Week of Jan. 29, 2024

This week we highlight the beginning of the first round of Inflation Reduction Act drug negotiations, the increasing popularity of co-working spaces in the biotech industry, and the mergers and acquisitions outlook in the area of central nervous system disorders. We also examine a U.S. Food and Drug Administration program that focuses on artificial intelligence in drug development. Additionally, we look at the prevalence of psychometric testing of potential employees in life sciences.

Each week we highlight five things affecting the life sciences industry. Here’s the latest.

This week the Biden administration announced the first round of price negotiations with the manufacturers of the initial 10 prescription drugs selected under a provision of the IRA, aimed at reducing spending for Medicare, according to the New York Times. The selected medications target a variety of indications in including diabetes, oncology and heart disease. The negotiation process begins with drugmakers receiving initial offers to which they must respond by March, with final prices going into effect in 2026. Several large pharmaceutical companies have filed lawsuits against the federal government contesting this program.

Co-working labs are gaining popularity among biotech start-ups, Nature reports. These spaces provide cost-effective solutions, supportive community, mentorship, and foster collaboration and innovation in the industry. Start-up companies have access to state-of-the-art spaces with shared equipment and consumables. Such spaces have been a part of the biotech landscape for quite some time but have recently become more prevalent. Several co-working collaboratives that started as small, one location spaces, have grown to become international networks, supporting small life sciences companies worldwide.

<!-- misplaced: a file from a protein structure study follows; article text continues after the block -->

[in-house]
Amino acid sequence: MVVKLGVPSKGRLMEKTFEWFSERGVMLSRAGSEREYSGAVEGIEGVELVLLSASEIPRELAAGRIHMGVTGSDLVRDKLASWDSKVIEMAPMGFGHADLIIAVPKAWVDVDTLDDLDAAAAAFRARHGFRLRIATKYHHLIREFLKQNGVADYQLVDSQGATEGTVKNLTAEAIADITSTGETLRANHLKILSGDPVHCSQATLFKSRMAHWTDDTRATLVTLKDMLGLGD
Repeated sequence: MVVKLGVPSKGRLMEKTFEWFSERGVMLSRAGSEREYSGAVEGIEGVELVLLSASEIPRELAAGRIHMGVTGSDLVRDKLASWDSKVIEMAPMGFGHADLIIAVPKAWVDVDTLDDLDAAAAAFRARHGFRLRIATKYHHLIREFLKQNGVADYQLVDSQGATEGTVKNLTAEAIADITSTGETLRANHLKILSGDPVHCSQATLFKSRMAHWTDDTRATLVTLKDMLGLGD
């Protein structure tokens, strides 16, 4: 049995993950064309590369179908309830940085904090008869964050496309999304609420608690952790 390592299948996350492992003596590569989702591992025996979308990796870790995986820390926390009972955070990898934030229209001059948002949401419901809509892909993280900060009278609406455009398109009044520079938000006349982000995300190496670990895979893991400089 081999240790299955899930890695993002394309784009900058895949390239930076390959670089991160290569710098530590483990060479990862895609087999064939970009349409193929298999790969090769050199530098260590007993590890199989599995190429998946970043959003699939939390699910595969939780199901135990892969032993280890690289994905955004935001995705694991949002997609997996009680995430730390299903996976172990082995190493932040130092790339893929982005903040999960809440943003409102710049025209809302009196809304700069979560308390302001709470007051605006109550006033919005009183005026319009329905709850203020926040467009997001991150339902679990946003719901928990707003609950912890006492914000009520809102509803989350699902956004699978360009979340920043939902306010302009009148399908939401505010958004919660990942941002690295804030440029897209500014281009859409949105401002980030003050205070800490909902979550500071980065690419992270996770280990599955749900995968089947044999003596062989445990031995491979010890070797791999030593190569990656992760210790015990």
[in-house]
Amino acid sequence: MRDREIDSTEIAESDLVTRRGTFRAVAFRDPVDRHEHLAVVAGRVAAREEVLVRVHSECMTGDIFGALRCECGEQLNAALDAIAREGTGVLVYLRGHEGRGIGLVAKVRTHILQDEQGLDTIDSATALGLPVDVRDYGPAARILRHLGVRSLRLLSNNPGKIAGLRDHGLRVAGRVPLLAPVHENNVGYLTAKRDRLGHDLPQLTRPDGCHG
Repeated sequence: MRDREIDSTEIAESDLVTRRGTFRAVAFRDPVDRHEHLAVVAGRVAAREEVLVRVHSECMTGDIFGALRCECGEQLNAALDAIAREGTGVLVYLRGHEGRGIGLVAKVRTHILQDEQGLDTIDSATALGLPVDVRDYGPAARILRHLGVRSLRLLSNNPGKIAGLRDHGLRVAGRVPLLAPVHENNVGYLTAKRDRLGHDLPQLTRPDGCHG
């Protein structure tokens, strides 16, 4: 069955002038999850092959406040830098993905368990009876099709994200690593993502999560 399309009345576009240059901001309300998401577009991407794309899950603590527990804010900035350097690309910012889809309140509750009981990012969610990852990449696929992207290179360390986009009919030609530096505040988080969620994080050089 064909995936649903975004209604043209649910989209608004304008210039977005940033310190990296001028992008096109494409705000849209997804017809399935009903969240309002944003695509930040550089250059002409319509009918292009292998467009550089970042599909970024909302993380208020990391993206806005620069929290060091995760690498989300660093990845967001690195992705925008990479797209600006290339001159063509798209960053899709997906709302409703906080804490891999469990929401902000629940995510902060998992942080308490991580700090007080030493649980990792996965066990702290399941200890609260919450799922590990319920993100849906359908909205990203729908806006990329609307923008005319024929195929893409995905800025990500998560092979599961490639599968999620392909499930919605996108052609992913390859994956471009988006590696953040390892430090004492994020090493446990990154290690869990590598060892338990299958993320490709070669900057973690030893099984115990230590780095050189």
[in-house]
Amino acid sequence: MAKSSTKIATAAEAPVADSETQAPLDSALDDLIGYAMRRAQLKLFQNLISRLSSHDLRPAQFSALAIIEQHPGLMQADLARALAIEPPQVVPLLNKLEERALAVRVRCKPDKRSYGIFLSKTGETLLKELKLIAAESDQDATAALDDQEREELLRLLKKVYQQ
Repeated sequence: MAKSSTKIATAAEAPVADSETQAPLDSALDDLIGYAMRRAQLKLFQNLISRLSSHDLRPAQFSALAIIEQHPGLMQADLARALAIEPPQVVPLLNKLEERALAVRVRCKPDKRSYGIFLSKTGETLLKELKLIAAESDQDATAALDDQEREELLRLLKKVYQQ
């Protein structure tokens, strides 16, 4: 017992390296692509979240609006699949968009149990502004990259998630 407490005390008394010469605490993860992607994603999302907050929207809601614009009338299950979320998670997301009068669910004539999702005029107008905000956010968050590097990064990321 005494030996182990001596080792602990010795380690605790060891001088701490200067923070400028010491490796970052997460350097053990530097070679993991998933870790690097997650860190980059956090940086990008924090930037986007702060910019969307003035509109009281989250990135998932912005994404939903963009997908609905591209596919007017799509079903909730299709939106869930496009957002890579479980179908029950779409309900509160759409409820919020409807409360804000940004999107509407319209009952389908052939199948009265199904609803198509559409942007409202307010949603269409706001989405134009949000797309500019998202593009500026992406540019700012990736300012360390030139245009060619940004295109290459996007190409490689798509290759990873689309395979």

Two recent multibillion-dollar acquisitions in the psychiatric drug development space may indicate a resurgence of interest in central nervous system disorders, according to BioPharma Dive. While many large pharmaceutical companies had previously deprioritized this area, breakthroughs in treatments for conditions such as schizophrenia are drawing investor interest. The significant market opportunity for drugs targeting muscarinic receptors in indication such as schizophrenia further underscores the potential for additional M&A activity in the space.

In 2020, the FDA launched a program called Innovative Science and Technology Approaches for New Drugs (ISTAND), reports Fierce Pharma. This week they announced that the program accepted its first AI-powered tool. The tool, called AI-COA, uses multimodal behavioral signal processing and machine learning to assess mental health symptoms. This marks a significant step for ISTAND, aligning with the FDA’s goal of optimizing drug development and evaluation by incorporating innovative technologies like AI into the process.

Psychometric tests are commonly used by employers to assess cognitive abilities, problem-solving skills and personality traits of prospective employees. Such testing ranging from personality assessments to critical thinking evaluations is employed at various stages of the recruitment process to determine a candidate’s fit within the organizational culture, reduce bias and enhance the hiring process. Currently, 15% to 20% of biotech and pharma companies routinely use these tests and that number appears to be increasing, according to BioSpace.

For more insights in life sciences, check out RSM’s industry outlook.


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